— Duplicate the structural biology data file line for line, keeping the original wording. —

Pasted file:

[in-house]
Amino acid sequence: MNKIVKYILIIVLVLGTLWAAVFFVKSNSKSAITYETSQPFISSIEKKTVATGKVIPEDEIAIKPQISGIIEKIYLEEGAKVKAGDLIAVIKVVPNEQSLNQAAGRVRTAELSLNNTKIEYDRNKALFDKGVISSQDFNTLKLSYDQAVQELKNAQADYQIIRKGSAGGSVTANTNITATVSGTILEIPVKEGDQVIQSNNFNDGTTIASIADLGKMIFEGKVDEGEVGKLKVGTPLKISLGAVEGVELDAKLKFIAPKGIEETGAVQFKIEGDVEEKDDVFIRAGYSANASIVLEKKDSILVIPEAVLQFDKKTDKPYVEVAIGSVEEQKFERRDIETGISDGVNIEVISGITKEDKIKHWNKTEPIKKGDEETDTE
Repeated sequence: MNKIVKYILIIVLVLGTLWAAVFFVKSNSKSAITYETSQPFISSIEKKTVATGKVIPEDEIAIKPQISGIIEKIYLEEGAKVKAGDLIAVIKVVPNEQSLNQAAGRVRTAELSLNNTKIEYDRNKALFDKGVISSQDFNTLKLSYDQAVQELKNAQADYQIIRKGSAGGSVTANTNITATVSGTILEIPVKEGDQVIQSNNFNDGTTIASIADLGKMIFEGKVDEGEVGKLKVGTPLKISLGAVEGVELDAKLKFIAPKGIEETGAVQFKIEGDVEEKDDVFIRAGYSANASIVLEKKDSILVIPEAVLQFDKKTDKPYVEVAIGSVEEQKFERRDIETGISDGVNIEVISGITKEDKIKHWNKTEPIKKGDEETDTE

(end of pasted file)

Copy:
[in-house]
Amino acid sequence: MNKIVKYILIIVLVLGTLWAAVFFVKSNSKSAITYETSQPFISSIEKKTVATGKVIPEDEIAIKPQISGIIEKIYLEEGAKVKAGDLIAVIKVVPNEQSLNQAAGRVRTAELSLNNTKIEYDRNKALFDKGVISSQDFNTLKLSYDQAVQELKNAQADYQIIRKGSAGGSVTANTNITATVSGTILEIPVKEGDQVIQSNNFNDGTTIASIADLGKMIFEGKVDEGEVGKLKVGTPLKISLGAVEGVELDAKLKFIAPKGIEETGAVQFKIEGDVEEKDDVFIRAGYSANASIVLEKKDSILVIPEAVLQFDKKTDKPYVEVAIGSVEEQKFERRDIETGISDGVNIEVISGITKEDKIKHWNKTEPIKKGDEETDTE
Repeated sequence: MNKIVKYILIIVLVLGTLWAAVFFVKSNSKSAITYETSQPFISSIEKKTVATGKVIPEDEIAIKPQISGIIEKIYLEEGAKVKAGDLIAVIKVVPNEQSLNQAAGRVRTAELSLNNTKIEYDRNKALFDKGVISSQDFNTLKLSYDQAVQELKNAQADYQIIRKGSAGGSVTANTNITATVSGTILEIPVKEGDQVIQSNNFNDGTTIASIADLGKMIFEGKVDEGEVGKLKVGTPLKISLGAVEGVELDAKLKFIAPKGIEETGAVQFKIEGDVEEKDDVFIRAGYSANASIVLEKKDSILVIPEAVLQFDKKTDKPYVEVAIGSVEEQKFERRDIETGISDGVNIEVISGITKEDKIKHWNKTEPIKKGDEETDTE